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Oxidative Medicine and Cellular Longevity
Volume 2017, Article ID 1273042, 10 pages
Review Article

Small Dense Low-Density Lipoprotein as Biomarker for Atherosclerotic Diseases

1Department Development and Regeneration, KU Leuven, 3000 Leuven, Belgium
2Laboratory of Angiopathology, Institute of General Pathology and Pathophysiology, Moscow 125315, Russia
3Centro Cardiologico Monzino IRCCS, 20138 Milan, Italy
4Federal Scientific Clinical Center for Resuscitation and Rehabilitation, 14-3 Solyanka Street, Moscow 109240, Russia
5Institute for Atherosclerosis Research, Skolkovo Innovation Center, Moscow 121609, Russia

Correspondence should be addressed to Veronika A. Myasoedova; ti.mfcc@avodeosaym.akinorev

Received 10 February 2017; Accepted 12 April 2017; Published 9 May 2017

Academic Editor: Manuela Curcio

Copyright © 2017 Ekaterina A. Ivanova et al. This is an open access article distributed under the Creative Commons Attribution License, which permits unrestricted use, distribution, and reproduction in any medium, provided the original work is properly cited.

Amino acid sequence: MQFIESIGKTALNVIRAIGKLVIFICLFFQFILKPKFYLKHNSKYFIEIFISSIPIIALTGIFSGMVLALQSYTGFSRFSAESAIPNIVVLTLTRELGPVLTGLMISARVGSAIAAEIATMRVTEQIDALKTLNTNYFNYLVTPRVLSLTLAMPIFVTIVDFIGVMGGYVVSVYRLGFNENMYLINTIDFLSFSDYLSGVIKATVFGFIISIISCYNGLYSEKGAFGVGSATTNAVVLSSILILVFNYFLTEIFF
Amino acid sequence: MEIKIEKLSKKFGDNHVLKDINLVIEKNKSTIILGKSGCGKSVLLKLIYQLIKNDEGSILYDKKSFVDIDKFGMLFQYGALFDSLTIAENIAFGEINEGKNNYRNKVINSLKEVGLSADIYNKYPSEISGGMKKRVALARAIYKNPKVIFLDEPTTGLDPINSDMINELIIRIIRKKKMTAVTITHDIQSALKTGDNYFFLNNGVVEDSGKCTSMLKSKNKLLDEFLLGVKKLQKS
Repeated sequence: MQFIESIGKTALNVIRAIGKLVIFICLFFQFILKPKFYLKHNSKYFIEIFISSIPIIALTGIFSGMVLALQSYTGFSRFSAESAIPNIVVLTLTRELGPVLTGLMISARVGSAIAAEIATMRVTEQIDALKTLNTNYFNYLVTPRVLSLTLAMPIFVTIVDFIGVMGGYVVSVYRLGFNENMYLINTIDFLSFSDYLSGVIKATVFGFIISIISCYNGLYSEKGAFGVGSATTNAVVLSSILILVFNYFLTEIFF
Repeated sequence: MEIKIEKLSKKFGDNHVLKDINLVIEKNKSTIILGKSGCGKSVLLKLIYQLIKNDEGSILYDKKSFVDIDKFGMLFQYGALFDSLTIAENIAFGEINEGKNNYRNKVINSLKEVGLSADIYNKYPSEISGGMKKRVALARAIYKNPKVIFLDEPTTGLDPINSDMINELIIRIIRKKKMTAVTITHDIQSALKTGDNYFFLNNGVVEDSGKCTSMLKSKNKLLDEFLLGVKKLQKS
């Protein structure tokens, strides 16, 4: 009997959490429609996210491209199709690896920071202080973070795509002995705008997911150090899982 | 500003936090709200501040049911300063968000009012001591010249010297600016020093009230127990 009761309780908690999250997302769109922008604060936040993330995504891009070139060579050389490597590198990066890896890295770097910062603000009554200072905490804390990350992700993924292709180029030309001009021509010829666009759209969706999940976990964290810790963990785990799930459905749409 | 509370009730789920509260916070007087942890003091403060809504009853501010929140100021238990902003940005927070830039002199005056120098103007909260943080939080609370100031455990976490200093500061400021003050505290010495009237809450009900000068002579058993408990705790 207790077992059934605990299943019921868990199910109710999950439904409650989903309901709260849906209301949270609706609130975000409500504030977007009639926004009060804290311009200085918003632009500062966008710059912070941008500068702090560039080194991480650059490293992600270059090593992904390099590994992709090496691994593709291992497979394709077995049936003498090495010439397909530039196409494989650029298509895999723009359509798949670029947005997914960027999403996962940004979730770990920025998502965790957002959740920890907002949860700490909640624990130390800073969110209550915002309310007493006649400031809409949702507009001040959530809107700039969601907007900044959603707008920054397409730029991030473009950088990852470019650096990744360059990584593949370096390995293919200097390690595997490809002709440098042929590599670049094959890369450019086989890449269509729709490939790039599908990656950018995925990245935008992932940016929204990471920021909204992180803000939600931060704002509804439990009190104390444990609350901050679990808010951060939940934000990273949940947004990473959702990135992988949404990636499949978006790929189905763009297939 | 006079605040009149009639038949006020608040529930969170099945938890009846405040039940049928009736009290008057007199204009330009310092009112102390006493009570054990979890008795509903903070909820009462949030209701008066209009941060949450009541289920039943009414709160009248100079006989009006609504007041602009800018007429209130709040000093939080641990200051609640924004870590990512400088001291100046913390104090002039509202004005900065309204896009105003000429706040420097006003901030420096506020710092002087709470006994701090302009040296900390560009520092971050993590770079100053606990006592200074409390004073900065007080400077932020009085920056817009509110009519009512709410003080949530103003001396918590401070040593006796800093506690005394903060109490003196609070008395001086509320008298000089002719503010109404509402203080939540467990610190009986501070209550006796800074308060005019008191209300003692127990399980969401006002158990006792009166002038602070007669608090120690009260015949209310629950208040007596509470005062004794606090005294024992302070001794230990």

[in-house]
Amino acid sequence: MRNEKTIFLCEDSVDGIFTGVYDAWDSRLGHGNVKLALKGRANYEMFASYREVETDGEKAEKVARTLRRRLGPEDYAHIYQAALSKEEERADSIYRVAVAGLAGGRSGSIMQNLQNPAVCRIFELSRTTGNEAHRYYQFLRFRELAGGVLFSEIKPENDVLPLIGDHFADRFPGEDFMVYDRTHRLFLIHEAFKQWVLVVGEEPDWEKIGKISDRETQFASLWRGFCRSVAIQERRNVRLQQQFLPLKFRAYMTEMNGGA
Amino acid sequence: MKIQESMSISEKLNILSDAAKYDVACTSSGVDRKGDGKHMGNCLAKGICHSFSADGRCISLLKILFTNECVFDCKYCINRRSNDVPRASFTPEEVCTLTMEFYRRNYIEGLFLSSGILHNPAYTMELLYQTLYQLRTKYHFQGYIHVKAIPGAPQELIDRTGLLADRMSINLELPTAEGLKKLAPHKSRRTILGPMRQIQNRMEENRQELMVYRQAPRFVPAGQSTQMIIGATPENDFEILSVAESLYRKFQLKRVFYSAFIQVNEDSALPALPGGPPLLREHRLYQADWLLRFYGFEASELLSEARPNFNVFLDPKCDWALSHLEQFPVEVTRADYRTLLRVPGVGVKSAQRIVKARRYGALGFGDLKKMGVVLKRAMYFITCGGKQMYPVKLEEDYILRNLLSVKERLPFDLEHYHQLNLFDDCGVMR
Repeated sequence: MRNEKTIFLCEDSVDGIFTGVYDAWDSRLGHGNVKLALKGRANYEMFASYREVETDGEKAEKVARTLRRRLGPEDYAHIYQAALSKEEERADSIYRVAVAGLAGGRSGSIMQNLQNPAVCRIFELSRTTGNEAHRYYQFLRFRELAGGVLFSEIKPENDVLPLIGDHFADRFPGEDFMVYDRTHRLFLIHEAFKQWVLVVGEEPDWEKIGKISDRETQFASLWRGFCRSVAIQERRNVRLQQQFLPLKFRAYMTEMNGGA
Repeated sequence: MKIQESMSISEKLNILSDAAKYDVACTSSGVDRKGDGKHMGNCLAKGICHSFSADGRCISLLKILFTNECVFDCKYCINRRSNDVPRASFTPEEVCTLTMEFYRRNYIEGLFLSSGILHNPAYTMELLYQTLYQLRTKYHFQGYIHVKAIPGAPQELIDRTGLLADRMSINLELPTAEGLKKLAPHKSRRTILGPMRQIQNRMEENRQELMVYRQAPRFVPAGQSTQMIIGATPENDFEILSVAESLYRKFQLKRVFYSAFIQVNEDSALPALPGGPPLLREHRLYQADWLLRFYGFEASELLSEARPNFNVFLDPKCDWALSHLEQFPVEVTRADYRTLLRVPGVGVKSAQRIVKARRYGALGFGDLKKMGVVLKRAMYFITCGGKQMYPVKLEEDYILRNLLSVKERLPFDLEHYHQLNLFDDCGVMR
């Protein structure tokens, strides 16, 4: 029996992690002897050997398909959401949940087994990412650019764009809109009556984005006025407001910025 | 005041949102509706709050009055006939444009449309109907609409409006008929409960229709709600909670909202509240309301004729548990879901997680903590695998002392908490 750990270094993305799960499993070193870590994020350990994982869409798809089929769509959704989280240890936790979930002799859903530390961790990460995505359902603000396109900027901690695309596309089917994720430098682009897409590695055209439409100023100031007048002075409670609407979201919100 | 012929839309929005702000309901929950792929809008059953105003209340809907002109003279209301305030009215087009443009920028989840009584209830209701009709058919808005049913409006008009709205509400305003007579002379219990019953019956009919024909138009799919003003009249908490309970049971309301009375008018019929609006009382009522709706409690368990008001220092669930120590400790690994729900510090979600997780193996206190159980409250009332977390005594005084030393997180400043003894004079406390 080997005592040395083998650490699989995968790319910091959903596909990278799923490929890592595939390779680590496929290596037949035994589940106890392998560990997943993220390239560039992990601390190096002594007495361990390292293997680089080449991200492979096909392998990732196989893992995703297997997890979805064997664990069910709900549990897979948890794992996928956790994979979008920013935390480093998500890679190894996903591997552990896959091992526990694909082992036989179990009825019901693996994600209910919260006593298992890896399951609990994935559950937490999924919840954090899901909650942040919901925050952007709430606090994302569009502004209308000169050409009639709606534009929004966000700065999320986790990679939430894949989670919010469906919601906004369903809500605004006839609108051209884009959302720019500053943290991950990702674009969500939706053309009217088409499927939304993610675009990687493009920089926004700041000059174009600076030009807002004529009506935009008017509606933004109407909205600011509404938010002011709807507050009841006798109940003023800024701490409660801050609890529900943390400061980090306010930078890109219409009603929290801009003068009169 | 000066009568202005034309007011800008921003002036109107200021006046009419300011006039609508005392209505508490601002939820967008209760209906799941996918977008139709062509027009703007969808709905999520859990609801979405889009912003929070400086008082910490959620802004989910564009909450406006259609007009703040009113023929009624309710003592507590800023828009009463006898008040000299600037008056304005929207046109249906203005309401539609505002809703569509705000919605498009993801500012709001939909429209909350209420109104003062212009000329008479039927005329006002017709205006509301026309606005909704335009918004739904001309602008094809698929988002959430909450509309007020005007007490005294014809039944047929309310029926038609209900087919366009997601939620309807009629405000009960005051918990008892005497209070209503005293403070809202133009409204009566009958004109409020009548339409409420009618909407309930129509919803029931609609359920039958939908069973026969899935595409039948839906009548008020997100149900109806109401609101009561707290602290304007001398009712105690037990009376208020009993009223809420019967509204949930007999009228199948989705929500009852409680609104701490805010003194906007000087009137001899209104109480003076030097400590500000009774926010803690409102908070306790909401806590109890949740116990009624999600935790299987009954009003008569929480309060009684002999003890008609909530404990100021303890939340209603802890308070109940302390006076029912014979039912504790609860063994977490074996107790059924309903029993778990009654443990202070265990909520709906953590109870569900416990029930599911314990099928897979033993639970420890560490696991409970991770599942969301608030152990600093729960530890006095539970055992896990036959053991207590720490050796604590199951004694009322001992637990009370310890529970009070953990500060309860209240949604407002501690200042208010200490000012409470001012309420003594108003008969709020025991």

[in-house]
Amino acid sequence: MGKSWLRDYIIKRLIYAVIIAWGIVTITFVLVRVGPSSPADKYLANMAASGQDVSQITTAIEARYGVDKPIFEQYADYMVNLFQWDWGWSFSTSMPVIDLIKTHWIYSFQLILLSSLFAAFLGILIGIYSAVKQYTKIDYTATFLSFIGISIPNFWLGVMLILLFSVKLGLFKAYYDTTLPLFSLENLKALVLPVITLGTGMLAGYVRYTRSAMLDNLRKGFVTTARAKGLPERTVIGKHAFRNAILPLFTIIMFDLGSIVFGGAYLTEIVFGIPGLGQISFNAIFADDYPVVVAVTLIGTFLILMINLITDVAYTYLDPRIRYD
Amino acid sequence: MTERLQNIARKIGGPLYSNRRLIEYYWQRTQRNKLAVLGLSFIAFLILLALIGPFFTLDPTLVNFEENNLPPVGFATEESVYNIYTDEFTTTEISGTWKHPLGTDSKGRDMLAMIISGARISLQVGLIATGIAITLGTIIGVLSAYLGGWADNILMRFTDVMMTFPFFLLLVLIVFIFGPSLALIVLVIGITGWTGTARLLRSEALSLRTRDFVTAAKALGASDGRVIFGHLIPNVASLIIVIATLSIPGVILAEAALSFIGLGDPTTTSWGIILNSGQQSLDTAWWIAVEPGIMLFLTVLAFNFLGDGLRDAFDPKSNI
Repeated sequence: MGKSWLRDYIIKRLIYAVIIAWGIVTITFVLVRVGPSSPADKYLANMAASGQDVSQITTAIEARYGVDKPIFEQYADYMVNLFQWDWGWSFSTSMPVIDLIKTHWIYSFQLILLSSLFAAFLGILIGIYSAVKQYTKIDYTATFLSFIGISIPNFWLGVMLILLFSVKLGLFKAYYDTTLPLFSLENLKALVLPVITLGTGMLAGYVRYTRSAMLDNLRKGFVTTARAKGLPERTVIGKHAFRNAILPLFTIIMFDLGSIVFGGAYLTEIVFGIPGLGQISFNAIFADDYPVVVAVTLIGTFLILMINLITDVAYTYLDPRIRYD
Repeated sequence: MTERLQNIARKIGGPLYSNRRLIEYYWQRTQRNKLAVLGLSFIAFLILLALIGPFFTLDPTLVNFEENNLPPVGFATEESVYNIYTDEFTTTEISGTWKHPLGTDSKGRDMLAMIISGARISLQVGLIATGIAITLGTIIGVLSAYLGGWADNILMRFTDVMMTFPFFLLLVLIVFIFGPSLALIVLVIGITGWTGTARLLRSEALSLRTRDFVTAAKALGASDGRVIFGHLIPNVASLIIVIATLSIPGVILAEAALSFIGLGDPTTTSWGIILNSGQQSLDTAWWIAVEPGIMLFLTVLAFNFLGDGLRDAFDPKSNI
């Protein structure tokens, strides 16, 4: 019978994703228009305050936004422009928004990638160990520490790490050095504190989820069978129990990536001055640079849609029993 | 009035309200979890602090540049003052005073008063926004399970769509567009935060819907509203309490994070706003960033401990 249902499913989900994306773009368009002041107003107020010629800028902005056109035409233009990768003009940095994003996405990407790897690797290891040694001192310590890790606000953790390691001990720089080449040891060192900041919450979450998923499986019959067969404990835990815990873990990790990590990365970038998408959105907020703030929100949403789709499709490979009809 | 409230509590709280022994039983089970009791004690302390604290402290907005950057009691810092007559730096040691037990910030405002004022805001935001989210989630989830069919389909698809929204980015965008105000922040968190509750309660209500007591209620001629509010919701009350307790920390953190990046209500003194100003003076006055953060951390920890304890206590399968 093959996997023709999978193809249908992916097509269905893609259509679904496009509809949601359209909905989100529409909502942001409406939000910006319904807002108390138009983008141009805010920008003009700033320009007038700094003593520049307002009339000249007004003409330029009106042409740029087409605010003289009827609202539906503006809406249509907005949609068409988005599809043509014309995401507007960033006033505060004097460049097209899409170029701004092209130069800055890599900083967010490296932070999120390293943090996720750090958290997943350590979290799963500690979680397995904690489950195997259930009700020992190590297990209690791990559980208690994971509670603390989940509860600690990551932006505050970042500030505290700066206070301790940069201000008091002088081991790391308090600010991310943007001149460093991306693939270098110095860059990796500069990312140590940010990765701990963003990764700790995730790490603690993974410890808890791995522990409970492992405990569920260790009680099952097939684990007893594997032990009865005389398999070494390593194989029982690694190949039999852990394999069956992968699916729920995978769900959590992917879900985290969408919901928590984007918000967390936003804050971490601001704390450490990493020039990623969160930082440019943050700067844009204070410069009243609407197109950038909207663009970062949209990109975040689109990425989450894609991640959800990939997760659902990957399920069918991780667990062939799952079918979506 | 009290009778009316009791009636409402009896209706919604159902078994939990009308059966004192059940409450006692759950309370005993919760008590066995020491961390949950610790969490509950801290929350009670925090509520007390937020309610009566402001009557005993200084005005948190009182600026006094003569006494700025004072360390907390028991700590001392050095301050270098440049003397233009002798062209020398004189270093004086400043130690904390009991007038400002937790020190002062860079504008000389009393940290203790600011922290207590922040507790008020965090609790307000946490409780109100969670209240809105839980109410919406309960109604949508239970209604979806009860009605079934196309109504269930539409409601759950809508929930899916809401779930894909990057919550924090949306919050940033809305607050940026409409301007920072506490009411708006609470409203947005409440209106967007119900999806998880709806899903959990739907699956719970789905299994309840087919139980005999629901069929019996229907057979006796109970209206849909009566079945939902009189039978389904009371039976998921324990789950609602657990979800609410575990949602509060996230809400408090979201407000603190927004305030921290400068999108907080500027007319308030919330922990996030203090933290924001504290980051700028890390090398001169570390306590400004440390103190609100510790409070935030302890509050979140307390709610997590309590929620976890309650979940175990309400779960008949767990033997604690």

Low-density lipoprotein (LDL) plays a key role in the development and progression of atherosclerosis and cardiovascular disease. LDL consists of several subclasses of particles with different sizes and densities, including large buoyant (lb) and intermediate and small dense (sd) LDLs. It has been well documented that sdLDL has a greater atherogenic potential than that of other LDL subfractions and that sdLDL cholesterol (sdLDL-C) proportion is a better marker for prediction of cardiovascular disease than that of total LDL-C. Circulating sdLDL readily undergoes multiple atherogenic modifications in blood plasma, such as desialylation, glycation, and oxidation, that further increase its atherogenicity. Modified sdLDL is a potent inductor of inflammatory processes associated with cardiovascular disease. Several laboratory methods have been developed for separation of LDL subclasses, and the results obtained by different methods can not be directly compared in most cases. Recently, the development of homogeneous assays facilitated the LDL subfraction analysis making possible large clinical studies evaluating the significance of sdLDL in the development of cardiovascular disease. Further studies are needed to establish guidelines for sdLDL evaluation and correction in clinical practice.